Australia had never had a winner of a combined events title at the World U20 Championships but, like waiting for a bus, two gold medal prospects turned up at the same time in Tampere.
Ashley Moloney smashed his personal best with a championship record of 8190, taking gold with the biggest winning margin in World U20 Championships history. Teammate Gary Haasbroek made it an Australian 1-2 by taking silver with 7798, also a PB, while Switzerland’s Simon Ehammer took a surprise bronze.
Moloney got off to the best possible start, setting a world U20 decathlon best of 10.51 in the 100m. But his competition nearly came to a premature end in the long jump as he recorded fouls in the first two rounds. His opening effort was particularly far and looked to be close to eight metres, but he stuttered into the board on his final attempt and landed a safe mark of 7.06m.
Swiss duo Simon Ehammer and Finley Gaio produced the best long jumps of the competition with 7.45m and 7.28m respectively, while Haasbroek jumped 7.26m.
Makenson Gletty of France came to the fore in the shot put, his 16.03m throw propelling him into the overall lead. Gaio also performed well with 14.58m to move ahead of Moloney, whose 12.83m was about a metre short of his best.
World U20 leader Stepan Kekin didn’t get off to the best of starts, clocking 11.06 in the 100m and 6.90m in the long jump, both some way off his PBs. But he was happier with his 14.25m in the shot, the fourth-best result of the discipline.
Any points that Moloney had surrendered in the long jump and shot were soon reclaimed in the high jump. He set PBs of 2.04m and 2.07m before going clear at 2.10m, the best leap in a decathlon high jump at the World U20 Championships since 2004.
With Gletty clearing 1.98m, Moloney moved back into the overall lead, just six points ahead of the Frenchman. Haasbroek, who had dropped to sixth place after the shot, move up into fourth after clearing 2.01m in the high jump.
The first day ended with Moloney’s best event, the 400m, and his exertions from earlier in the day clearly hadn’t had too great an impact on him as he sped around the track in a lifetime best of 46.86. Haasbroek’s 49.20 was the third-fastest clocking of the event and it meant the Australian duo ended the first day in the top two positions on the leader board, Moloney leading with 4319 and Haasbroek in second with 4103.
Gletty’s competition, however, came to an unfortunate end. Having hurt his ankle during the high jump, he managed to stride the first 60 metres of the 400m before the pain became too much to handle and then walked off the track. His teammate Steven Fauvel-Clinch, the world U18 champion, was a non-starter for the 400m.
The second day began in much the same way as the first: with a championship decathlon best.
Puerto Rico’s Ayden Owens sped to 13.74 to win the 110m hurdles. It didn’t do much to help his medal prospects, however, as he had been disqualified from the 400m on day one and so was languishing at the bottom of the leader board.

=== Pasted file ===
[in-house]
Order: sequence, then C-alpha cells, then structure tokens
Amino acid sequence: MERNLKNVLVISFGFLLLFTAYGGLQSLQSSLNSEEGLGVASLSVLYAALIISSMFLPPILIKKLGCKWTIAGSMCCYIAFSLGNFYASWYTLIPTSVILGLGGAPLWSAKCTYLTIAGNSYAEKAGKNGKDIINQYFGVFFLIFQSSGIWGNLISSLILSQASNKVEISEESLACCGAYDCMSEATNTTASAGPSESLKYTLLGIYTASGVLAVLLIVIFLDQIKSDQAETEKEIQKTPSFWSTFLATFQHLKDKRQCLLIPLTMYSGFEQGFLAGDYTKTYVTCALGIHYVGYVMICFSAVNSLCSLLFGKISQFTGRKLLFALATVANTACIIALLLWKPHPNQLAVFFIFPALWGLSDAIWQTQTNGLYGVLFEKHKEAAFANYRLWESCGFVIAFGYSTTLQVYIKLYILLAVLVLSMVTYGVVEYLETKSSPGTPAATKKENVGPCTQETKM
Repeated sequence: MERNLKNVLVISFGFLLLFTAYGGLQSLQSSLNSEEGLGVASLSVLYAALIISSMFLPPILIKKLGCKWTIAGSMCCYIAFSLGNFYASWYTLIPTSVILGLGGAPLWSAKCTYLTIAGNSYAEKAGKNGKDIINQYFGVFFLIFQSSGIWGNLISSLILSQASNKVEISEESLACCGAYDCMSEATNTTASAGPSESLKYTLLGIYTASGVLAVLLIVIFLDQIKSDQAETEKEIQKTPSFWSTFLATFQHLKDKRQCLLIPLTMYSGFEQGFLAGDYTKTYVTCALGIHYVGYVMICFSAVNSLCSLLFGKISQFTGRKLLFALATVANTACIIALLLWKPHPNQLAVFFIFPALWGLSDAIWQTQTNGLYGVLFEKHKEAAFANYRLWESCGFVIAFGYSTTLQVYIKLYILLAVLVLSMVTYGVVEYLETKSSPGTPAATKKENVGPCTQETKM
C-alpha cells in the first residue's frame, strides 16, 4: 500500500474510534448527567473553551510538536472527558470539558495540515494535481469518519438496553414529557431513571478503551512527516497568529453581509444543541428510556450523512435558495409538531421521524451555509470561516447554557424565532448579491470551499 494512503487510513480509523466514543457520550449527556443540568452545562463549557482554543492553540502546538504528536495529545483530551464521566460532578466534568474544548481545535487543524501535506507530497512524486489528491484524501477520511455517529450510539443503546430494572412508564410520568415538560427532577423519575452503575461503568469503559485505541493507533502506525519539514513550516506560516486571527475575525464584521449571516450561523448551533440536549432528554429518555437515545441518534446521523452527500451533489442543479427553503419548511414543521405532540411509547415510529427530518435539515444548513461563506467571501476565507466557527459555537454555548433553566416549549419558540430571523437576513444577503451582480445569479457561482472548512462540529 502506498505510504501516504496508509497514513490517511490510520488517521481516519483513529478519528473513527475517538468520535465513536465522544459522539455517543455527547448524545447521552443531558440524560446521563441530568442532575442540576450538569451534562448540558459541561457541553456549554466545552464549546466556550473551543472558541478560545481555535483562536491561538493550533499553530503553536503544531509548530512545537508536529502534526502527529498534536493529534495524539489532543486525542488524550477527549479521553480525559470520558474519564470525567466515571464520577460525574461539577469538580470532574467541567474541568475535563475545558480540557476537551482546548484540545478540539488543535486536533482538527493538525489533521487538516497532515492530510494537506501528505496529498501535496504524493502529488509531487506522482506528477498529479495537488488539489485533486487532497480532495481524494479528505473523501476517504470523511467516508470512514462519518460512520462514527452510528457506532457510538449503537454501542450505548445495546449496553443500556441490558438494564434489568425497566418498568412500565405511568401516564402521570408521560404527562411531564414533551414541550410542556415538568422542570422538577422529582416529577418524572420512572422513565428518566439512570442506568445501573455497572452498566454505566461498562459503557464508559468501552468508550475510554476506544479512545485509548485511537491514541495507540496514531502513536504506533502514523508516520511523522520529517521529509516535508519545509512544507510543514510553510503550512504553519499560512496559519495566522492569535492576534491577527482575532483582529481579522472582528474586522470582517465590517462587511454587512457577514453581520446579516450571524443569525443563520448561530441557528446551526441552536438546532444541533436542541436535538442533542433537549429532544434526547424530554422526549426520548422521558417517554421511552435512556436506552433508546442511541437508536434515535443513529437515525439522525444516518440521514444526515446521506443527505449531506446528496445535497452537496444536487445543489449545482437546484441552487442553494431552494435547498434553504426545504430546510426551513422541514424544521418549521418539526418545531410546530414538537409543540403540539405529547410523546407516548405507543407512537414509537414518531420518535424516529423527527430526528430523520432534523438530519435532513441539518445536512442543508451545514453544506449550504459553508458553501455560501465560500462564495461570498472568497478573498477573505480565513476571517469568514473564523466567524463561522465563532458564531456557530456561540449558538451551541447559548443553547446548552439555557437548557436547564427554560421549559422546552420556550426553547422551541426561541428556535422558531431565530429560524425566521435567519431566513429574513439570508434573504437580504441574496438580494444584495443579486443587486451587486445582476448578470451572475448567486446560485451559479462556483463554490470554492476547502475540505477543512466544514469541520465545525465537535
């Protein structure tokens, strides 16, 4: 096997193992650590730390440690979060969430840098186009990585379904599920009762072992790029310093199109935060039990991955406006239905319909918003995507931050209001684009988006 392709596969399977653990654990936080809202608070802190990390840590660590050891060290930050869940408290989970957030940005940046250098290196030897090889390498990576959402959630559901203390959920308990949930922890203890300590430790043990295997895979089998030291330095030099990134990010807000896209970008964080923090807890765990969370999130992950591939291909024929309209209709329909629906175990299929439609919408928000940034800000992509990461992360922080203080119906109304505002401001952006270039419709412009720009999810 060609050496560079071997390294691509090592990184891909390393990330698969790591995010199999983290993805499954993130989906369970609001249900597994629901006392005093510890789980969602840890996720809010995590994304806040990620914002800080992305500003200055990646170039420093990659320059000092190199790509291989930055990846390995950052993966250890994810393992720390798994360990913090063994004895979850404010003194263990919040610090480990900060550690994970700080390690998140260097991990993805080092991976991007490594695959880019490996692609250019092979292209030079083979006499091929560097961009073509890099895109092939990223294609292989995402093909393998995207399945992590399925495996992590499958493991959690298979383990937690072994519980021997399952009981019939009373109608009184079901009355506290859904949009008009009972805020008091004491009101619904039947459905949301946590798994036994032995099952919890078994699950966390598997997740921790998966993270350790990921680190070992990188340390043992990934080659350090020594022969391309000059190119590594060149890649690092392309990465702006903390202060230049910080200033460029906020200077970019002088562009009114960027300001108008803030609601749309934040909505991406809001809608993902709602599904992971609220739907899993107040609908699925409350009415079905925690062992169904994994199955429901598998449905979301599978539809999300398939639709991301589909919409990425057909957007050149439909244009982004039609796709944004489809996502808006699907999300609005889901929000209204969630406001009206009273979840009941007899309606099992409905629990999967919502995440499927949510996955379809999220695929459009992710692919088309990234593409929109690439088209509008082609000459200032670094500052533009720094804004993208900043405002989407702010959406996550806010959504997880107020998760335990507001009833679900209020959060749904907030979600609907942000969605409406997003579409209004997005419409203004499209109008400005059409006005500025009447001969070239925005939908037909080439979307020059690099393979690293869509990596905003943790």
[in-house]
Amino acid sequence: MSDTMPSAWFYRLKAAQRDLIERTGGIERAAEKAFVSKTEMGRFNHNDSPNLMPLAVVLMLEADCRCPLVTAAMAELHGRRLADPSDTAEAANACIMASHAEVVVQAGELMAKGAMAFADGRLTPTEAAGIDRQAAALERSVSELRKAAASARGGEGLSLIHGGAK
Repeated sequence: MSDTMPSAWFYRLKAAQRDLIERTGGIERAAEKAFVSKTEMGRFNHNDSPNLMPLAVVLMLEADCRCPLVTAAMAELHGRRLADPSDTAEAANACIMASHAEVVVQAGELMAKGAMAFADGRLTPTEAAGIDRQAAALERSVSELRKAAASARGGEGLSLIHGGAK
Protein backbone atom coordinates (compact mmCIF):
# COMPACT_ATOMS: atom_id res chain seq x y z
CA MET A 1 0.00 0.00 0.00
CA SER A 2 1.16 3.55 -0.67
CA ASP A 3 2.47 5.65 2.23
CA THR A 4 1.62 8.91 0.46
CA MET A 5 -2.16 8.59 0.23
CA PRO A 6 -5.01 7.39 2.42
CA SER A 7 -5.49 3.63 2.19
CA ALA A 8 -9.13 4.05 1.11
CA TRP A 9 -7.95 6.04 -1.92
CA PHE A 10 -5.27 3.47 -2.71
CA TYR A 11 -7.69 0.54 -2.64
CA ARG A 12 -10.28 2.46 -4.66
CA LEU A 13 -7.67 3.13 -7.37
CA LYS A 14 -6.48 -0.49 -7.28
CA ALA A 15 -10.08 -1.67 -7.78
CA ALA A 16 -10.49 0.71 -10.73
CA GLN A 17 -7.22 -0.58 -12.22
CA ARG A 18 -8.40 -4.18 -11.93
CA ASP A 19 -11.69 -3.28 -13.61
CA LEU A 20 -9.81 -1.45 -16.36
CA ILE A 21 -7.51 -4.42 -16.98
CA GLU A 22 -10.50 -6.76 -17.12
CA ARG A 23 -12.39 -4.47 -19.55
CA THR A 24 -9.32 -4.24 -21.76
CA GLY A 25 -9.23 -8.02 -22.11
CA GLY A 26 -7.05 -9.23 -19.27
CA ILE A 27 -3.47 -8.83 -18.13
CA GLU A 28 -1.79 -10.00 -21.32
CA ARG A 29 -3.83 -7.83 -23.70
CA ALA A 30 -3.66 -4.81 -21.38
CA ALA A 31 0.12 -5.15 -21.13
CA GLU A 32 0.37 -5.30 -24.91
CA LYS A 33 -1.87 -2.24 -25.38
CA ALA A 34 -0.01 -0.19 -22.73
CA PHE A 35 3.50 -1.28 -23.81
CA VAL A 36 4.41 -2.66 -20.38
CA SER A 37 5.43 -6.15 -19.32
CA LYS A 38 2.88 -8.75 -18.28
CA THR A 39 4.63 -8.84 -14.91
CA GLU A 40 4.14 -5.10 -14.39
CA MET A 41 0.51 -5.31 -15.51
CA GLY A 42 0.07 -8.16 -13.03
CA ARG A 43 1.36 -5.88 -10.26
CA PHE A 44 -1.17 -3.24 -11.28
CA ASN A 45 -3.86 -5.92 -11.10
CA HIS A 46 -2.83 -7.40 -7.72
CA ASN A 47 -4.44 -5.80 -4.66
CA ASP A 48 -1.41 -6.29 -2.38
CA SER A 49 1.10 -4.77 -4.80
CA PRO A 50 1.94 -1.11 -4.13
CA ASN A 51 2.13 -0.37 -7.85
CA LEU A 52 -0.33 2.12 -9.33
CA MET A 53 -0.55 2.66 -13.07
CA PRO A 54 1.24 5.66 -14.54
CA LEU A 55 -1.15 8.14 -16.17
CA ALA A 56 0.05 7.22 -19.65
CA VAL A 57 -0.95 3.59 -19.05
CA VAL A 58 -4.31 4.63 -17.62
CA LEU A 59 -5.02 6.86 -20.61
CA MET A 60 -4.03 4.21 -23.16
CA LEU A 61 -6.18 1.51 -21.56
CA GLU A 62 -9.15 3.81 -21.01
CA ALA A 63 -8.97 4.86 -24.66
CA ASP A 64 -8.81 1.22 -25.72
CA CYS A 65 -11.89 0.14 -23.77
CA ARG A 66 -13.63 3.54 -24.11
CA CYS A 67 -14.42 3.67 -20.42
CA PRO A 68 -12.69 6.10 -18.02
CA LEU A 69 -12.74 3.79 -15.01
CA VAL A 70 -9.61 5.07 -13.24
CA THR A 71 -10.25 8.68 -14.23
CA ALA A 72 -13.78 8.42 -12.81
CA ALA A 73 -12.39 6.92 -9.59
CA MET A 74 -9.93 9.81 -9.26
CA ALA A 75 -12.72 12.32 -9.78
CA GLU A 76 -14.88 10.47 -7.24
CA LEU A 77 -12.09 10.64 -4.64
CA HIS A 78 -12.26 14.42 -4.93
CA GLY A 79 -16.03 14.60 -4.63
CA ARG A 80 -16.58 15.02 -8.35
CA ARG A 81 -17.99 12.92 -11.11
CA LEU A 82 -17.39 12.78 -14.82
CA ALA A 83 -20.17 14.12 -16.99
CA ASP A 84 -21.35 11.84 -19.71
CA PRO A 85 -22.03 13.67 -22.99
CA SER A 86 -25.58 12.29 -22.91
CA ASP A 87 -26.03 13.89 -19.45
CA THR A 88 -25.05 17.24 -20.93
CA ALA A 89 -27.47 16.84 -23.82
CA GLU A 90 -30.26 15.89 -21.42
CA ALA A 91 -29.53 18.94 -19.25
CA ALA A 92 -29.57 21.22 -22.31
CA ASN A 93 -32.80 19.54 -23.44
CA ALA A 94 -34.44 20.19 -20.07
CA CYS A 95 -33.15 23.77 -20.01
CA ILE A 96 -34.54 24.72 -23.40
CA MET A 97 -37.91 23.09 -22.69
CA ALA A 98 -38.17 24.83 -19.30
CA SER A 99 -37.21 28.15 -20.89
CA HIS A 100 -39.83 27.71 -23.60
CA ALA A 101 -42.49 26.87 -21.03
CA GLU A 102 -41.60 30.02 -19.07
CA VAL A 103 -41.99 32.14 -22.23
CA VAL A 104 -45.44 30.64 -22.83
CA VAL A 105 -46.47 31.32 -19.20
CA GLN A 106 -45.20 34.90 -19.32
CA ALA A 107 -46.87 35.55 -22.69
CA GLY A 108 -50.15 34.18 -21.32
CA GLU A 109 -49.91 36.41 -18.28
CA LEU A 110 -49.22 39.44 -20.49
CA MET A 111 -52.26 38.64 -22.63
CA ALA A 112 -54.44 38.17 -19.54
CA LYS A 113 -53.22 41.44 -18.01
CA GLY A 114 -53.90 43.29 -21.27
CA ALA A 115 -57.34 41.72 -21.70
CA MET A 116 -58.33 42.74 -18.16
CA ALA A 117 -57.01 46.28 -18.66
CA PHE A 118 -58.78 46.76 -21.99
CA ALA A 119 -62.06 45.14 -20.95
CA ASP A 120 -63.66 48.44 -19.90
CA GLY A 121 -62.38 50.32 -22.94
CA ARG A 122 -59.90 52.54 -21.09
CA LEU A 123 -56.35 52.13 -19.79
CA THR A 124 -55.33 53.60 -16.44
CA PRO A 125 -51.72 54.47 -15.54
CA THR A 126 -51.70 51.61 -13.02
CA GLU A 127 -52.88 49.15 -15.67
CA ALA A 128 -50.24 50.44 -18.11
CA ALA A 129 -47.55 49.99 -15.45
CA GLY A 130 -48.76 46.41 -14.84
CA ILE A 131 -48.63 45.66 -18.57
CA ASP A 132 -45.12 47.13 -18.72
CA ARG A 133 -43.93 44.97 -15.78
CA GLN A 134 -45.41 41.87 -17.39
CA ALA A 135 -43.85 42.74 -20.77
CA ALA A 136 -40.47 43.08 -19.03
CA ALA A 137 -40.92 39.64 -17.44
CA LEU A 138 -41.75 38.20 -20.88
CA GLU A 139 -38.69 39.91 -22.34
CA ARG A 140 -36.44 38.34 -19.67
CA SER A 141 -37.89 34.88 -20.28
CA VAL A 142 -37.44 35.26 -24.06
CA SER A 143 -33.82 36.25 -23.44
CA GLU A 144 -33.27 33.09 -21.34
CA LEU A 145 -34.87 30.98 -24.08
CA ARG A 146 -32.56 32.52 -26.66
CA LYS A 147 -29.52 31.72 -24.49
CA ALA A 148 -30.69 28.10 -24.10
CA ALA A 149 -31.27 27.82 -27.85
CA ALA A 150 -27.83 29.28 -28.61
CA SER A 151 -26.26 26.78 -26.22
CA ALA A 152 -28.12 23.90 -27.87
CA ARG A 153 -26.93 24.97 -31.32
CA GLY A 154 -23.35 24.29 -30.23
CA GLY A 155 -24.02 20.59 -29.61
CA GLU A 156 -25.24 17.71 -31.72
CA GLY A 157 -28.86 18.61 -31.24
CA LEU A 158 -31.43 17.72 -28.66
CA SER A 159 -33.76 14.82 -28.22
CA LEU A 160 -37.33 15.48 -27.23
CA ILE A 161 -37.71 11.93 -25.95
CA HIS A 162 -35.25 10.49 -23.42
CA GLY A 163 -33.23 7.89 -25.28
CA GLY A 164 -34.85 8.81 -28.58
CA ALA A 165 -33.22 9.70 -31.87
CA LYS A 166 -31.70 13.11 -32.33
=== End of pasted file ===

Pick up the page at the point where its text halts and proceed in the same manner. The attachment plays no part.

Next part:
The medal contenders all performed well, Moloney and Haasbroek clocking 14.13 and 14.26 respectively. Gaio ran 13.90, while Kekin kept his medal hopes alive by setting a PB of 14.19 to move from seventh to sixth overall.
Kekin moved up the leader board again in the discus after setting a lifetime best of 48.65m. Moloney and Haasbroek also set PBs, throwing 47.39m and 40.54m respectively to put them on pace for a score in the region of 8000 points. Gaio, meanwhile, dropped down the standings by two places after throwing just 36.96m.
The pole vault can often shake up the standings in the decathlon and that was certainly true in Tampere as five of the top six positions changed after the eighth discipline. Moloney was the only athlete to maintain his position; his equal PB of 4.60m increased his lead to 451 points with just two events remaining.
Haasbroek dropped one place from second to third overall after managing just 4.30m, but it wasn’t enough to throw him off course for the silver medal. Kekin strengthened his chances of a medal by clearing a solid 4.60m.
There were mixed fortunes for Swiss duo Ehammer and Gaio. Ehammer set a PB of 4.70m to move into second place overall while Gaio cleared 4.30m, some 40 centimetres below his best.
As was the case with the discus earlier in the day, a flurry of PBs were set in the javelin.
Moloney’s 53.67m added five metres to his best and put him on course to break the Oceanian U20 record with the championship record also moving into sight. Haasbroek’s marginal PB of 55.25m kept his hopes of a silver medal alive, while Ehammer’s lifetime best of 49.09m improved his chances of challenging for a medal.
Kekin’s 50.11m, meanwhile, was some seven metres shy of his best and put his chances of a podium finish in jeopardy.
Moloney went into the 1500m with a 437-point lead. The gold medal was safe; the only question was whether he’d coast around the final event or go for broke in a bid to set an Oceanian or championship record.
He opted for the latter.
Taking eight seconds off his PB, Moloney crossed the line in 4:42.65 to bring his winning tally to 8190. Not only did it add 96 points to the Oceanian record set by Moloney’s training partner Cedric Dubler, it also moved him to second on the world U20 all-time list.
Haasbroek finished second in the 1500m with 4:35.48 to take silver with 7798, while Ehammer’s 4:47.36 clocking gave him enough points for bronze with 7642.
Germany’s Manuel Wagner front-ran his way to a 4:29.45 clocking in the 1500m, which eventually proved enough to move him into fourth place after Kekin withdrew with one lap remaining.
“I’m feeling a rollercoaster of emotions,” said Moloney. “I just tried to do my best in every single event. The huge PB in the high jump was the highlight. It means a lot to me to have Gary by my side.”
Jon Mulkeen for the IAAF